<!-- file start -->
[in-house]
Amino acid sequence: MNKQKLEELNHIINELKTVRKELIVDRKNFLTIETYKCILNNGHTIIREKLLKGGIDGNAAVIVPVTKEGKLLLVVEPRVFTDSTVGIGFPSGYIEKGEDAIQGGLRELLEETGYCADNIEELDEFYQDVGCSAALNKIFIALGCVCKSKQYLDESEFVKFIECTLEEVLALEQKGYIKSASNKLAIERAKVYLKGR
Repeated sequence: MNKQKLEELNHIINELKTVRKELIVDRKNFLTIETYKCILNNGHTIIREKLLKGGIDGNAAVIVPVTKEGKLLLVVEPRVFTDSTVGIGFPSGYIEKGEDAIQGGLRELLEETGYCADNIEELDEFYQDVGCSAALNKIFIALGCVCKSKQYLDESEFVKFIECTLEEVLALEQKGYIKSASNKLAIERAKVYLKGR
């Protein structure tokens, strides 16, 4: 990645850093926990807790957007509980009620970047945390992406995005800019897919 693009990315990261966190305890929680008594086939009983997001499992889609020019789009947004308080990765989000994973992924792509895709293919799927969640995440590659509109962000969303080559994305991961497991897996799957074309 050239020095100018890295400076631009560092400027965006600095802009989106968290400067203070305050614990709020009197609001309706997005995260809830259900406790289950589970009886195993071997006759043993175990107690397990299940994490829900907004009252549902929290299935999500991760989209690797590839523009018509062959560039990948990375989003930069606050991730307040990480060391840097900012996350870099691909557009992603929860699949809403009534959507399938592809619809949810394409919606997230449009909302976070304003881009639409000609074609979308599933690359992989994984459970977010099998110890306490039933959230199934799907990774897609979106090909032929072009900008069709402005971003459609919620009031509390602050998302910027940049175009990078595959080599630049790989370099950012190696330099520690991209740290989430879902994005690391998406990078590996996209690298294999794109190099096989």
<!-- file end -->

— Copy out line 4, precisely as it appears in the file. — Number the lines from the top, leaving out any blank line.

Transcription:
């Protein structure tokens, strides 16, 4: 990645850093926990807790957007509980009620970047945390992406995005800019897919 693009990315990261966190305890929680008594086939009983997001499992889609020019789009947004308080990765989000994973992924792509895709293919799927969640995440590659509109962000969303080559994305991961497991897996799957074309 050239020095100018890295400076631009560092400027965006600095802009989106968290400067203070305050614990709020009197609001309706997005995260809830259900406790289950589970009886195993071997006759043993175990107690397990299940994490829900907004009252549902929290299935999500991760989209690797590839523009018509062959560039990948990375989003930069606050991730307040990480060391840097900012996350870099691909557009992603929860699949809403009534959507399938592809619809949810394409919606997230449009909302976070304003881009639409000609074609979308599933690359992989994984459970977010099998110890306490039933959230199934799907990774897609979106090909032929072009900008069709402005971003459609919620009031509390602050998302910027940049175009990078595959080599630049790989370099950012190696330099520690991209740290989430879902994005690391998406990078590996996209690298294999794109190099096989």